CONCLUSION In the realm of engineering development, VE has the potential to be an excellent tool for NPP design. It allows the user to take a step closer to virtual objects within the VE by enhancing the physical sensations from the immersion of the user in the model. In using a VE media, disruptions of facility operations can be eliminated or minimized, training is enhanced since the primary representational systems or modalities: visual, auditory and kinesthetic, are taken into account, costs in mock-up and testing are reduced, and the presentation of a conceptual design is better understood. Problems that emerge with the use of these environments will take time to resolve, and will require the cooperation of both the design engineers and the human factor specialist. ACKNOWLEDGMENT The project was supported by US Department of Energy, Nuclear Energy Programs, under contract W-31-109ENG-38. Special thanks are given to Linda Hansen and Charles Weigand, of ANL-W, who were the initial designers of the AutoCAD model of EBR-II, and Randy Hudson who was the developer of the EBR-II AutoCAD model to the CAVE environment at ANL-E.

REFERENCES ]. D. Oblinger, "Introduction to Multimedia in Instruction: An IAT Technology Primer," Institute for Academic Technology, North Carolina University, N.C., (1992). 2. S. A. Brown-VanHoozer, N. Gokhale, R. Hudson, "Designing User Models in a CAVE Environment," Proceedings Human Factors and Ergonomics Society 95: San Jose, California, October 9-13, 1995, Vol 1, Human Factors and Ergonomic Society, Santa Monica, CA (1995). 3. C. Cruz-Neira, D. J. Sandin, T. A. DeFonti, R. V. Kenyon, J. C. Hart, "The CAVE: Audio Visual Experience Automatic Virtual Environment," Communications of the ACM, Vol.35, No. 6, 1-8 (1992). 4. W. W. Gibbs, "Virtual Reality Check," American, 40-42 (1994).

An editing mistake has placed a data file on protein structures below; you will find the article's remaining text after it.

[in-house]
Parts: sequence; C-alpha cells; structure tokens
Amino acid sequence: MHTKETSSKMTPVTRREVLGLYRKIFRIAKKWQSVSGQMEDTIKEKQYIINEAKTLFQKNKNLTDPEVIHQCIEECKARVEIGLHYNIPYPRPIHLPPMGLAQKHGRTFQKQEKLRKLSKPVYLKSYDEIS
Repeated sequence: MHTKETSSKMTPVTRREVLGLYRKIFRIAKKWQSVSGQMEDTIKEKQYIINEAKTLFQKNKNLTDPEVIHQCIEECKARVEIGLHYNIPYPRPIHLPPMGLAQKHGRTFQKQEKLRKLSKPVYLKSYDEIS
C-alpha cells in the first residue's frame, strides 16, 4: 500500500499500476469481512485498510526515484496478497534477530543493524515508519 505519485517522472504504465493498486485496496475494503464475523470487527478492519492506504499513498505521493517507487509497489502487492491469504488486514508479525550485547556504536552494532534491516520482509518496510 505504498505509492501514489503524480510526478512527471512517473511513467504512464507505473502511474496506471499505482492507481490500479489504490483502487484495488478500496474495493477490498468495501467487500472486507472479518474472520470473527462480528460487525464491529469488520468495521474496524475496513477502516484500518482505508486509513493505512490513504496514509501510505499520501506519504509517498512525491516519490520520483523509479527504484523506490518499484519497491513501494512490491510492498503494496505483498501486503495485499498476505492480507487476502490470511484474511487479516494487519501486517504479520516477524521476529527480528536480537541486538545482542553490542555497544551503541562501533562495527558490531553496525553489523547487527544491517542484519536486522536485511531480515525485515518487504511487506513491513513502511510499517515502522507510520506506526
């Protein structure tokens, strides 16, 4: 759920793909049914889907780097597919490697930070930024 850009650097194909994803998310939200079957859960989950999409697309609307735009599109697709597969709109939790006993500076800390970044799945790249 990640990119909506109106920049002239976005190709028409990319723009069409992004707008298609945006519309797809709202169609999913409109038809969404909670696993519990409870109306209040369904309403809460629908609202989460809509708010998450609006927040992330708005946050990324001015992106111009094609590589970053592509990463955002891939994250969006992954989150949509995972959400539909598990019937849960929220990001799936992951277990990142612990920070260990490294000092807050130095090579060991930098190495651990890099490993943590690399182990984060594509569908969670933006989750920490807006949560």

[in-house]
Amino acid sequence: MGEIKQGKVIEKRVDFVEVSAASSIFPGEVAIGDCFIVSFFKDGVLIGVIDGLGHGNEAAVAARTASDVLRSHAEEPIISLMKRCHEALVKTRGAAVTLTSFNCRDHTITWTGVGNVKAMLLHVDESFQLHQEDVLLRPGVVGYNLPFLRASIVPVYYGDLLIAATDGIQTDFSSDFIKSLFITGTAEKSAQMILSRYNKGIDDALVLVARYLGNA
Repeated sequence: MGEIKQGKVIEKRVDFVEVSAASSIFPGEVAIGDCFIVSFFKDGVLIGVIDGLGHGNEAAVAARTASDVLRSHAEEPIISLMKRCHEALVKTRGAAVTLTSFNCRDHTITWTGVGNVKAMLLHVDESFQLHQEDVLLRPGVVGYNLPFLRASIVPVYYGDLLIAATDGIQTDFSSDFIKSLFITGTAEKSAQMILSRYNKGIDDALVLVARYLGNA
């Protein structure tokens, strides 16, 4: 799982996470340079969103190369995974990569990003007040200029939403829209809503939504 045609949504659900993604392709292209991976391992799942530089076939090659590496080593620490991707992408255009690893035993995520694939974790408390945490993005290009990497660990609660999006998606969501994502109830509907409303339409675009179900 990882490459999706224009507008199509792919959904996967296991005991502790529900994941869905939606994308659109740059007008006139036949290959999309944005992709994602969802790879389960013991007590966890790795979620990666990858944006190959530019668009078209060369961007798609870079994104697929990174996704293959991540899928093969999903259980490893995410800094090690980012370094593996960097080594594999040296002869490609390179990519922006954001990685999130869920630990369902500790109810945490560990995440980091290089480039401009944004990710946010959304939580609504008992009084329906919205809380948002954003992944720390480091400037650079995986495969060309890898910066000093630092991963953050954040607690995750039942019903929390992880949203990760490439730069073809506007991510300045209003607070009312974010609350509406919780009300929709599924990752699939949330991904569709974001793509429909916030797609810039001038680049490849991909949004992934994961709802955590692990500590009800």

5. S. A. Brown-VanHoozer, "Design of Visual Displays Based on the User's Model Using Neuro Linguistic Programming Methodology," University Microfilm, May, 1995. 6. S. A. Brown-VanHoozer, "Developing Safer systems in a Nuclear Power Plant Environment Using the Operator's Comfort Parameters and Virtual Reality," Proceedings of Joint OECD/NEA-IAEA Symposium: Human Factors and Organisation in NPP Maintenance Outages: Impact of Safety, Stockholm, Sweden, June 19-21, 1995, OCDE Agence Pour L'energie Nucleaire, (1995).

DISCLAIMER This report was prepared as an account of work sponsored by an agency of the United States Government. Neither the United States Government nor any agency thereof, nor any of their employees, makes any warranty, express or implied, or assumes any legal liability or responsibility for the accuracy, completeness, or usefulness of any information, apparatus, product, or process disclosed, or represents that its use would not infringe privately owned rights. Reference herein to any specific commercial product, process, or service by trade name, trademark, manufacturer, or otherwise does not necessarily constitute or imply its endorsement, recommendation, or favoring by the United States Government or any agency thereof. The views and opinions of authors expressed herein do not necessarily state or reflect those of the United States Government or any agency thereof.